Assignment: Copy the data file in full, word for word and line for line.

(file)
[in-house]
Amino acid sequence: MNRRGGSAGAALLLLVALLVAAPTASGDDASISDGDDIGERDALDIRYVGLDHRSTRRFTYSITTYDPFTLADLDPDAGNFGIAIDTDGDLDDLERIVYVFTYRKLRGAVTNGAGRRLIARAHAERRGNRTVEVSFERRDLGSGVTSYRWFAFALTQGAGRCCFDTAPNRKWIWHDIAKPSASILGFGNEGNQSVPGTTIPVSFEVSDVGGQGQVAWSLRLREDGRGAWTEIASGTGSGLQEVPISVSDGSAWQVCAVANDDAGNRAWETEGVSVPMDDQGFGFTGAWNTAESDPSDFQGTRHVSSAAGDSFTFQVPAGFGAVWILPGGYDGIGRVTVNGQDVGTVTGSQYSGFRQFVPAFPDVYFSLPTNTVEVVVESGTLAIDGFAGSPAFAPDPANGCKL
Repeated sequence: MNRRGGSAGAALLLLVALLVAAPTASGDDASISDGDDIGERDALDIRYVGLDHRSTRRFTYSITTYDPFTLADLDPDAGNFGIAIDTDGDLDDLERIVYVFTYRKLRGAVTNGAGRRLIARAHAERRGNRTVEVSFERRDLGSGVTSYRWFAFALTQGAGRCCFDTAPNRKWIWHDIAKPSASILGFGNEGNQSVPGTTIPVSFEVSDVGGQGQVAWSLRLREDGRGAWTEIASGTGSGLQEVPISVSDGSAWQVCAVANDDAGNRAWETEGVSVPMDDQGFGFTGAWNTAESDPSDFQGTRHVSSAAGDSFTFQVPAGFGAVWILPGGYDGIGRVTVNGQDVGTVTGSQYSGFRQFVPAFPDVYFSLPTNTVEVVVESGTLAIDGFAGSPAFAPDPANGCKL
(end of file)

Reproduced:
[in-house]
Amino acid sequence: MNRRGGSAGAALLLLVALLVAAPTASGDDASISDGDDIGERDALDIRYVGLDHRSTRRFTYSITTYDPFTLADLDPDAGNFGIAIDTDGDLDDLERIVYVFTYRKLRGAVTNGAGRRLIARAHAERRGNRTVEVSFERRDLGSGVTSYRWFAFALTQGAGRCCFDTAPNRKWIWHDIAKPSASILGFGNEGNQSVPGTTIPVSFEVSDVGGQGQVAWSLRLREDGRGAWTEIASGTGSGLQEVPISVSDGSAWQVCAVANDDAGNRAWETEGVSVPMDDQGFGFTGAWNTAESDPSDFQGTRHVSSAAGDSFTFQVPAGFGAVWILPGGYDGIGRVTVNGQDVGTVTGSQYSGFRQFVPAFPDVYFSLPTNTVEVVVESGTLAIDGFAGSPAFAPDPANGCKL
Repeated sequence: MNRRGGSAGAALLLLVALLVAAPTASGDDASISDGDDIGERDALDIRYVGLDHRSTRRFTYSITTYDPFTLADLDPDAGNFGIAIDTDGDLDDLERIVYVFTYRKLRGAVTNGAGRRLIARAHAERRGNRTVEVSFERRDLGSGVTSYRWFAFALTQGAGRCCFDTAPNRKWIWHDIAKPSASILGFGNEGNQSVPGTTIPVSFEVSDVGGQGQVAWSLRLREDGRGAWTEIASGTGSGLQEVPISVSDGSAWQVCAVANDDAGNRAWETEGVSVPMDDQGFGFTGAWNTAESDPSDFQGTRHVSSAAGDSFTFQVPAGFGAVWILPGGYDGIGRVTVNGQDVGTVTGSQYSGFRQFVPAFPDVYFSLPTNTVEVVVESGTLAIDGFAGSPAFAPDPANGCKL